The question that most probably have is “WHY?”.

We have an official shortage because of how officials are treated.  Not by coaches, not by players…but by the fans.

As a 20+ year official myself, I’ve seen it all.  I’ve seen officials come and go (I can count at least 25 that I know myself quit all or partly due to the negative experiences of fan abuse).  Recently I was able to participate in a podcast about officiating created by Sacred Hoops director, Alan Bertram, a long-time basketball coach in South Dakota.  One of his main reasons for the podcast was to shine a light on the issue of the shortage of officials and to hopefully enlighten others on some of the misconceptions associated with officiating.  The link for that podcast is below.

According to the most recent issue of “HST – High School Today” (November 2019) in an article written by Dr. Karissa L. Niehoff, and executive director of the National Federation of State High School Associations (NFHS), schools all over the nation are being forced to address the issue of fan behavior towards officials, coaches, players and opponents.  Recent examples of poor fan behavior have led to groups of fans and even entire student sections being removed from high school contests.  A link to that entire article be found below.

As a district, we met with our entire 9-12 student body prior to our winter sports and talked about sportsmanship and expectations in regards to how we treat the officials and our opponents when attending activities.  Our students are aware that taunts, obscenities and other inappropriate behavior directed towards anyone will result in removal from the contest and possible consequences for future contests.

If you have attended Garretson home events in the past you have and will continue to notice expectations for our fans in the programs for our events.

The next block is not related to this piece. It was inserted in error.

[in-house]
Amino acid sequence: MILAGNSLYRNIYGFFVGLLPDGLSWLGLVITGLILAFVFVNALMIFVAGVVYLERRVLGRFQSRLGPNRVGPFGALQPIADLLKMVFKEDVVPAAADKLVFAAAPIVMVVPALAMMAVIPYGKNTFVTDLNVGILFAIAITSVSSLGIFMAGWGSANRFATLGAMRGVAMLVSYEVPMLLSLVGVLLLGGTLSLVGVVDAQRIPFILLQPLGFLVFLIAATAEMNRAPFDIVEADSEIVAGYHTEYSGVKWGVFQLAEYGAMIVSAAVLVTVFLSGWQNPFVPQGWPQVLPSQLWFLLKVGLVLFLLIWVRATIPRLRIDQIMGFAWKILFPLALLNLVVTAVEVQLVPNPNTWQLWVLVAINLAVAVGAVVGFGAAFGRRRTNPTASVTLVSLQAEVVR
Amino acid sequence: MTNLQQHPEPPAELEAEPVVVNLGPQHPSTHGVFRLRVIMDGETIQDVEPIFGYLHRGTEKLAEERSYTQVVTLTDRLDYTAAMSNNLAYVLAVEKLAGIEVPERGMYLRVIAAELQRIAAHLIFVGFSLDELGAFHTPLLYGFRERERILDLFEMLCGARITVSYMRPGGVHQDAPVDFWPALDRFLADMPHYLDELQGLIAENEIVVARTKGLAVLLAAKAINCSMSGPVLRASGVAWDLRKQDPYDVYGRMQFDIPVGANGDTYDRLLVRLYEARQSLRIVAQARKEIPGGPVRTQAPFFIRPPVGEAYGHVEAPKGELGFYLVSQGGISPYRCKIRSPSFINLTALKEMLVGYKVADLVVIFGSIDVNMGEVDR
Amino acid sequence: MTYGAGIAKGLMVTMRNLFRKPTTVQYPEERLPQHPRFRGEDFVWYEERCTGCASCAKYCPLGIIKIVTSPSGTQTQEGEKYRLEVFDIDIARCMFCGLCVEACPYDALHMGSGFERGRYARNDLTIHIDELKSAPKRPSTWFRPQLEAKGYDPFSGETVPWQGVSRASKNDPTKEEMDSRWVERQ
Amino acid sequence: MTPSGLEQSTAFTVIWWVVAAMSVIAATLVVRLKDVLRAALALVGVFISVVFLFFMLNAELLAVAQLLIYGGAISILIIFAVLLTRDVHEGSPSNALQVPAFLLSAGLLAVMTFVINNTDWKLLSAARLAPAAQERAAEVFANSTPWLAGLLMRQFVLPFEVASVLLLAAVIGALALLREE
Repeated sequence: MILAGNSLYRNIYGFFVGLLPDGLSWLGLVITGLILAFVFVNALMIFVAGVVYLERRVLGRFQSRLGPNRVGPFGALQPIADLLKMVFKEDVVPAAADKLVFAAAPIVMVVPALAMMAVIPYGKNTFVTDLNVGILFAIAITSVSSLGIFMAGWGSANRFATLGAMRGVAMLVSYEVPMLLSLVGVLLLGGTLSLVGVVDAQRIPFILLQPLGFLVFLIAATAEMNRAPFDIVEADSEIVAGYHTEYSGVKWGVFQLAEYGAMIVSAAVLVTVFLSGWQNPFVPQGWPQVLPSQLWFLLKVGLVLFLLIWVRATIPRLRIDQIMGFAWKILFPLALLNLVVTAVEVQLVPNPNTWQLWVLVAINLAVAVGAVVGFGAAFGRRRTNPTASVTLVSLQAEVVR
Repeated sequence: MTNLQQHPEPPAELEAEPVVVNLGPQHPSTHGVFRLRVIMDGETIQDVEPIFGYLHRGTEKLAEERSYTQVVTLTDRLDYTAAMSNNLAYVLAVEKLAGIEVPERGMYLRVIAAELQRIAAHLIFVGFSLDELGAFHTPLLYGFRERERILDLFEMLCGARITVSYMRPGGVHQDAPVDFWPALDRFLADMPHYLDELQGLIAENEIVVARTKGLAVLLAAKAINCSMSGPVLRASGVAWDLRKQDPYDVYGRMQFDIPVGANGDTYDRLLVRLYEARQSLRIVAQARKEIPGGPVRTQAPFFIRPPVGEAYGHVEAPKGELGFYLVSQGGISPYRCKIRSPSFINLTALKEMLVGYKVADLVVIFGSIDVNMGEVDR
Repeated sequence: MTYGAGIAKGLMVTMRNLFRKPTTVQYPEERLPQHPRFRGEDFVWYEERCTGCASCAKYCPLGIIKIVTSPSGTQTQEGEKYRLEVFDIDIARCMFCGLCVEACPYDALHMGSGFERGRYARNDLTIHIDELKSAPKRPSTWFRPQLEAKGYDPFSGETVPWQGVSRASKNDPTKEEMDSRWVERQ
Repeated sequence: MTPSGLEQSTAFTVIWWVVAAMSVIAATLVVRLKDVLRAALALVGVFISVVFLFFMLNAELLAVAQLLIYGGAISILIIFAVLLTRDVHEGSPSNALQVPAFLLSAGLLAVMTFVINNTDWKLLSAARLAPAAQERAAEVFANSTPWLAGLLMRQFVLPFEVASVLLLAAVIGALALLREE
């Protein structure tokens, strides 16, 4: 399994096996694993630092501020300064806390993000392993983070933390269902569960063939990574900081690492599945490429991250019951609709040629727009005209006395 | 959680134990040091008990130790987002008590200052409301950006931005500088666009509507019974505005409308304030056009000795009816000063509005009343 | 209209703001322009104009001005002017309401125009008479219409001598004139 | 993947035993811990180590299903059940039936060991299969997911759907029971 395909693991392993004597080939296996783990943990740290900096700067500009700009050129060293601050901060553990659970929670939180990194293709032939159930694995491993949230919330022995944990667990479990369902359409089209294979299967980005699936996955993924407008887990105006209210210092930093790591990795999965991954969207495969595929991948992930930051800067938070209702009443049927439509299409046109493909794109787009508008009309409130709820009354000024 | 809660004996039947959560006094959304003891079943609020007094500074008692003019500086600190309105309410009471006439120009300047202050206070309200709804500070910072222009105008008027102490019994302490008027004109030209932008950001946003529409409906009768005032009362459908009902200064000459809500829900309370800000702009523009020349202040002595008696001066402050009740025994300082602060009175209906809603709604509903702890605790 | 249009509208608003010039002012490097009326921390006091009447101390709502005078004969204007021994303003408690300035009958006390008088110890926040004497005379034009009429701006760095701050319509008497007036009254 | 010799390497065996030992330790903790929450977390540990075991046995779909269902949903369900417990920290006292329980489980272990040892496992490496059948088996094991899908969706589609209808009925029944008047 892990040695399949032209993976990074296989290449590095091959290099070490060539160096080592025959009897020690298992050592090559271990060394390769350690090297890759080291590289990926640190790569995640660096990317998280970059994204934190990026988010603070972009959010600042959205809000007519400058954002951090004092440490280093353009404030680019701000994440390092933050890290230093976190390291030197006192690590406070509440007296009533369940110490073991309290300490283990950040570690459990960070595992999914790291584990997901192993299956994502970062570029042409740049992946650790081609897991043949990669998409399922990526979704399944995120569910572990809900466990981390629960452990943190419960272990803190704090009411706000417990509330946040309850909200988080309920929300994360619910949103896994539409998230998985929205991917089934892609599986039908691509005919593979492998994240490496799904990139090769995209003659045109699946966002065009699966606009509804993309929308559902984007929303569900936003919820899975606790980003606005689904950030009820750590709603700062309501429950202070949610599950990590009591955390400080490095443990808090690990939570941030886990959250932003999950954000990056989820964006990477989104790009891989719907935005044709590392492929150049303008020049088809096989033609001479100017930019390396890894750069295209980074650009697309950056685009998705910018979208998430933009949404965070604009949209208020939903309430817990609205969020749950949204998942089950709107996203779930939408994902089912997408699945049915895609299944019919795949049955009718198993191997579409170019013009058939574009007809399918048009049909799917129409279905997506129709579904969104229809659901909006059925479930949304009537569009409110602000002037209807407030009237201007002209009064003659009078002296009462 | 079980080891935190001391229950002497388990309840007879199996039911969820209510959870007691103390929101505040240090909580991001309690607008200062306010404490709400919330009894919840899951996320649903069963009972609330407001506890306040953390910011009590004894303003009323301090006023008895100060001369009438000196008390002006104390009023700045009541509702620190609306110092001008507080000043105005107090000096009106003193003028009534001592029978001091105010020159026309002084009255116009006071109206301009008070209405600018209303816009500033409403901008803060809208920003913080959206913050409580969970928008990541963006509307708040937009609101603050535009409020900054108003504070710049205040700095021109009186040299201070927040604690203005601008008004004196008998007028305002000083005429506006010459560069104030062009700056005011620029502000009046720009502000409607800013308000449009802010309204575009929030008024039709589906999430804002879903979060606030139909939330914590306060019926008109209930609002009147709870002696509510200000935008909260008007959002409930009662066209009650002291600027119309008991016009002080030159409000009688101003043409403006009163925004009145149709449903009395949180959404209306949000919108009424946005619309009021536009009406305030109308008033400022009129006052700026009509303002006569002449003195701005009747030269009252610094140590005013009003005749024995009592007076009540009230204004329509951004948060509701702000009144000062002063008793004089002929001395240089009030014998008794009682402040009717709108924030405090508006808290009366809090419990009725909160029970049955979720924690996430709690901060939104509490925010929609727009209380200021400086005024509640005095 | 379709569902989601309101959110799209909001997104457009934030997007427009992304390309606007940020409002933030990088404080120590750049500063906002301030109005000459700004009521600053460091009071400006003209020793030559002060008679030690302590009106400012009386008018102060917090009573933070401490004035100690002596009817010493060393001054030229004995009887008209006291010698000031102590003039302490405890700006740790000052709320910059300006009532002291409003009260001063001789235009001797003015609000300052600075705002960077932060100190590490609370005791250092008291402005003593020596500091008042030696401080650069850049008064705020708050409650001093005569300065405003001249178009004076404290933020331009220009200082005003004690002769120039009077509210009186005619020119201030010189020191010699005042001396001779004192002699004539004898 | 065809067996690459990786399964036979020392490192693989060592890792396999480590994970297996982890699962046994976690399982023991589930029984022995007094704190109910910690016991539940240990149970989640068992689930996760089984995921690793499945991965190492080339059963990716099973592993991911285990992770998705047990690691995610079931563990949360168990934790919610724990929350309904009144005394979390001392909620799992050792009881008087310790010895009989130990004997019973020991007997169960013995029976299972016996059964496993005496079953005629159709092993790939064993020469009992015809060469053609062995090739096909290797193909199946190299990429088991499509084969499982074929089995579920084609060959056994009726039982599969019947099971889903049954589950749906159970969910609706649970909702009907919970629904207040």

It reads:

Sportsmanship- The Fan’s Role

 

The spectators at an athletic contest have an extremely important role in displaying good Sportsmanship.  As a group, your actions may have the biggest impact on how others see the reputation of your school and community. Please respect that a ticket is a privilege to observe the contest, not a license to verbally assault others or be generally obnoxious; Respect both players and fans of opposing teams, Know and understand the rules of the game, and Respect the decisions of an official and admire their willingness to publicly officiate student-athletes in the best interest of interscholastic sports.

We hope that all our fans, students and adults alike strive to exhibit respectful words and actions towards all the participants of our activities as detailed in the passage above.  It’s important to understand that our words and actions, especially as adults, are setting the example for our students and athletes – they are watching.

Prior to every contest our public address announcer reads the following statement:

“We are pleased to welcome you this evening to Garretson High School. This contest is being conducted under the guidance and regulation of the South Dakota High School Activities Association for the enjoyment and educational benefit of high school students. Good sportsmanship is essential for the success of these programs. Remember, you do not have to be an athlete to be a Good Sport!

We encourage you to cheer loud, support you team and be entertained by the abilities of our student athletes.  Realize that mistakes will be made by everyone…yes, even the officials.

Remember that even when they’re right, someone thinks they’re wrong.

Thanks for supporting the Blue Dragons.  Below are some additional resources in regards to sportsmanship and officiating.  The SDHSAA is always looking for officials, if you have an interest there is a link below for that as well.  There is also a great video below expressly for parents, called the “Parent’s Seat” from the NFHS.  Be sure to check that out!

One final reminder, you may have seen this in one of our area gyms….

Let the Coaches COACH.

Let the Players PLAY.

Let the Officials OFFICIATE.

Let the Fans be POSITIVE!